to come from emerging nations, and to your point about trust already to some degree it's being broken if the financial commitments aren't being
given in a timely manner.
WEIR: Absolutely. There was a sort of a major step towards that end to earning some of that trust. Today, they also announced that the United
States, the E.U., the U.K. will help South Africa specifically move away from coal that will cost billions of dollars, but there is no better
example for sort of environmental injustice than South Africa. The power infrastructure is built under apartheid. Huge, you know, per capita
pollution rates in that country. So, that's a specific example of the big countries which created this mess largely stepping up to help those that
CHATTERLEY: It's such a critical element. And Bill, we've watched you in some incredibly tough situations where you've been reporting on wildfires,
and it was interesting to see the President comment on their efforts to tackle deforestation not only places like the Amazon, a huge carbon sink,
of course, but of course, those areas that are facing the worst impact of climate change, too.
Just let me play for my viewers what the President had to say on this.
(BEGIN VIDEO CLIP)
JOE BIDEN (D), PRESIDENT OF THE UNITED STATES: Through this plan, the United States will help the world deliver on our shared goal of halting
natural forest loss, and restoring at least an additional 200 million hectares of forest and other ecosystems by the year 2030.
(END VIDEO CLIP)
CHATTERLEY: Bill, what do you make of this pledge?
WEIR: Well, this is a huge story of the day especially since Russia, Vladimir Putin joined this as well as President Bolsonaro of Brazil. They
joined via taped messages, sort of matching this pledge to stop deforestation by the end of this decade.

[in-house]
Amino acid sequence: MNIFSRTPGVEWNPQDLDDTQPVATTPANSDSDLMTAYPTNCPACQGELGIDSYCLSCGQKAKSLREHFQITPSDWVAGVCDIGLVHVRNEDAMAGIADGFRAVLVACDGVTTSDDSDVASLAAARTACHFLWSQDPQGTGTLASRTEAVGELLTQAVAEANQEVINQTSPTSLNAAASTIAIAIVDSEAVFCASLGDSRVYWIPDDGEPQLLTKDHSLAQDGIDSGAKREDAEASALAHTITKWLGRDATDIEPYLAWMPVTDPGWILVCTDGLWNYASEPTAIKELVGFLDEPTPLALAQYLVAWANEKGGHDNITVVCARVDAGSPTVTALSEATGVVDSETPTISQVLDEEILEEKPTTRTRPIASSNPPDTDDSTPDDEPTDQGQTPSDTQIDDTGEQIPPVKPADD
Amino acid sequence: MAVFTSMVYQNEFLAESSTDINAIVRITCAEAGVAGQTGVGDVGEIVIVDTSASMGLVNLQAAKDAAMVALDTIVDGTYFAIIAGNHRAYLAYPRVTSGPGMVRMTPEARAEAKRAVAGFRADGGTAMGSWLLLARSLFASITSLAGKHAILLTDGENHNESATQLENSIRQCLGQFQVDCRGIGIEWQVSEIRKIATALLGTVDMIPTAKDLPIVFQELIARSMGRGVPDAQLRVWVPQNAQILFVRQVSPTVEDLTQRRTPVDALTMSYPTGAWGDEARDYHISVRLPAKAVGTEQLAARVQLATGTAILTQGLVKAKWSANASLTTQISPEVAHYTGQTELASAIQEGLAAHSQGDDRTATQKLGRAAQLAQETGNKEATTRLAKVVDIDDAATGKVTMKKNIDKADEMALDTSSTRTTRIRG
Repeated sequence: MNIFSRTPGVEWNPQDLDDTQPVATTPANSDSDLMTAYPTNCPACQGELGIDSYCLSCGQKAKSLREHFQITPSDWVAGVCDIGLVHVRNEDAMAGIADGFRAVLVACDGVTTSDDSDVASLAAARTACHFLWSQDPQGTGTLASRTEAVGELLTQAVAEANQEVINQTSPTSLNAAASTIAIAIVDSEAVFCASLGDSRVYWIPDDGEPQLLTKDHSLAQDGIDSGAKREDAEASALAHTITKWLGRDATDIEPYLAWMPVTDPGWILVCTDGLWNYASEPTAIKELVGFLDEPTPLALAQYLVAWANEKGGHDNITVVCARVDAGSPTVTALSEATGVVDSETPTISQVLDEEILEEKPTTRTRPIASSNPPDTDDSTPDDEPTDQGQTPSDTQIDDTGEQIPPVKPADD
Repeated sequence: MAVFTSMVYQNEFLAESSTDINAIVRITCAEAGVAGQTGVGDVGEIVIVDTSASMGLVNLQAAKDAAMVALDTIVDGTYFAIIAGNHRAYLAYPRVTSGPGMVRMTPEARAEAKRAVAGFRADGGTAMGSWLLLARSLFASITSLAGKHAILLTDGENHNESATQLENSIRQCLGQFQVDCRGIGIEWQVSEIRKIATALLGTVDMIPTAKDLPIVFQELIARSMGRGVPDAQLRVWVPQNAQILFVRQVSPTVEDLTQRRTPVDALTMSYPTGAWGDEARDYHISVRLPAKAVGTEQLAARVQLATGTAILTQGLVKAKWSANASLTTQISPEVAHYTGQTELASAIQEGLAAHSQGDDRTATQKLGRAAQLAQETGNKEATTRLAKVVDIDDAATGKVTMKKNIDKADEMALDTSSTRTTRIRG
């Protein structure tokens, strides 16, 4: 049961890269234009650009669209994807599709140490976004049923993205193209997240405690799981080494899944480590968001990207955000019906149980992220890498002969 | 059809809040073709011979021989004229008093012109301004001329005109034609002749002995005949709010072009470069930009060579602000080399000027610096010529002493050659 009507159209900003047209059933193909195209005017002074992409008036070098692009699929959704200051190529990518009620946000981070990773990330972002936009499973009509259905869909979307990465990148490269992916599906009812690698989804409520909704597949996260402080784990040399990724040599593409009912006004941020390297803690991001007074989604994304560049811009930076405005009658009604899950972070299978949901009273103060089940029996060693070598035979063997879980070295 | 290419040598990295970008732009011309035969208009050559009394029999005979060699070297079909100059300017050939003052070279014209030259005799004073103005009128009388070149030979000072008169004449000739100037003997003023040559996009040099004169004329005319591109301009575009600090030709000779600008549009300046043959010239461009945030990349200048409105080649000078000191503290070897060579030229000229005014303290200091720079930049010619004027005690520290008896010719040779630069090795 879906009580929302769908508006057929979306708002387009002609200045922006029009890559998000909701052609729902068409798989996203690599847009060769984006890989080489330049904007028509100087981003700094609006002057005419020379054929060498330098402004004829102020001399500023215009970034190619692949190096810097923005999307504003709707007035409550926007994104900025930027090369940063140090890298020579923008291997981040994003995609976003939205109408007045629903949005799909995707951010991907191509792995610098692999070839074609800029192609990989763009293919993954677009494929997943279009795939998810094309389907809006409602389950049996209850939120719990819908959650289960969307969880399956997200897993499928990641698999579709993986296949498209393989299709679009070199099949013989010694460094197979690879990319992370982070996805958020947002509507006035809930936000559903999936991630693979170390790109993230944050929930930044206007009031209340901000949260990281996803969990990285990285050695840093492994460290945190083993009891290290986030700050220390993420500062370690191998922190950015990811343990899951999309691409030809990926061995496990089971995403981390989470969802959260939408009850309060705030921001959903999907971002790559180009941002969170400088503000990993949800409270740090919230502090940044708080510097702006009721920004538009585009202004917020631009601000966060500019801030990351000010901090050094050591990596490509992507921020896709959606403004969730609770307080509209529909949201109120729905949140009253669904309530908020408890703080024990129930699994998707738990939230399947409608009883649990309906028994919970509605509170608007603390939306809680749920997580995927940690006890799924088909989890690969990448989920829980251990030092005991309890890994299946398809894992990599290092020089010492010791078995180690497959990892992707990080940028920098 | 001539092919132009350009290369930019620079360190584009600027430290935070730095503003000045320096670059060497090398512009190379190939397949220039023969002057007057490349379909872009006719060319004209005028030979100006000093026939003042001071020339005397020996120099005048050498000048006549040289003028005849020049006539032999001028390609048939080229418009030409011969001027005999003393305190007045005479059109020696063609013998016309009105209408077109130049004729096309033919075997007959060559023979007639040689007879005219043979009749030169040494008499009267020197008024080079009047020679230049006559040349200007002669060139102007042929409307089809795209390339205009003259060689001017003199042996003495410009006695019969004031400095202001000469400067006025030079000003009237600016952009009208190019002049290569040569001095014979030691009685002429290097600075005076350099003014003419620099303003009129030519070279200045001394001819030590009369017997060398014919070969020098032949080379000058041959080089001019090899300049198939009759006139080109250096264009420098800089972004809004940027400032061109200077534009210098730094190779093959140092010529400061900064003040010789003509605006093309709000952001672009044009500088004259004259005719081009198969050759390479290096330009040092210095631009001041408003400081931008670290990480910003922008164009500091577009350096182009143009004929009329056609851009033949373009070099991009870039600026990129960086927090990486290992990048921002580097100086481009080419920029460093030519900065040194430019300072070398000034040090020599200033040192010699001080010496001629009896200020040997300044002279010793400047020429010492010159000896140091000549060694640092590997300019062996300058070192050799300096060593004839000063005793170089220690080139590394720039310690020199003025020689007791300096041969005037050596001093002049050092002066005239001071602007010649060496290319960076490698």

Just for perspective, in 2020, humanity cut down 100,000 square miles of forest, 250,000 square kilometers, it's about bigger than the size of the
U.K. in one year. And deforestation, the loss of biodiversity what it does to indigenous forests communities, all of these things put together make
that a major promise if these countries are sincere. Again, Russia and Brazil lead the world in, you know, turning valuable for us, which is a
carbon sink into farmland.
CHATTERLEY: Yes, I don't think anyone would have believed this of President Bolsonaro. But we live in hope and we pray that all nations
follow through on this promise.
Bill, great to have you with us. Thank you so much. Bill Weir there.
Okay, let's move on. The World Food Programme calling a tweet about global poverty by Elon Musk, a quote "game changer." It is promising to help solve
world hunger with billions of dollars raised by selling Tesla shares if the U.N. can give details on how his money will be spent. Here's how the W.F.P.
chief responded on CNN earlier.
(BEGIN VIDEO CLIP)
DAVID BEASLEY, DIRECTOR, WORLD FOOD PROGRAMME: Because of COVID impacting already climate change and conflict, we have a one-time crisis of about 42
million people that are literally knocking on famine's door. It will cost about over $6 billion to reach those 42 million and we can do that and I
will show him, we will put it out in front of him. We have all the cost accounting, public transparency, any and everything that he would ask, we
will be glad to answer and I look forward to having this discussion with him because lives are at stake.
(END VIDEO CLIP)
CHATTERLEY: Christine Romans joins us live now. Christine, good on David is all I can say. I love what he had to say there. Do you think Elon Musk
expected that response?
CHRISTINE ROMANS, CNN BUSINESS CHIEF BUSINESS CORRESPONDENT: You know, it's so fascinating and there is so much more of what David said, too. He
talked about how a dollar or two dollars a week he spends on a poor child in Guatemala keeps that child's family from trying to move across borders
where you're spending $2,700.00 a week in shelters at the border of the United States to try to house them, feed them, and clothe them.
So he is making this idea that it's an investment to keep stability and to prevent mass migration that can be so destabilizing. You know Elon Musk, he
tweeted this sort of this Chinese poem, everyone is trying to figure out what exactly that means. Is about this is about something else?
So I don't know if Musk and Beasley are talking to each other about this issue. But as you said yesterday, we are having a really solid conversation
about alleviating world hunger here and Musk's name is right there in the middle of it.
CHATTERLEY: I know and I tell you who he is signaling too when he sends out Chinese proverbs or poems and that is the Chinese consumer and the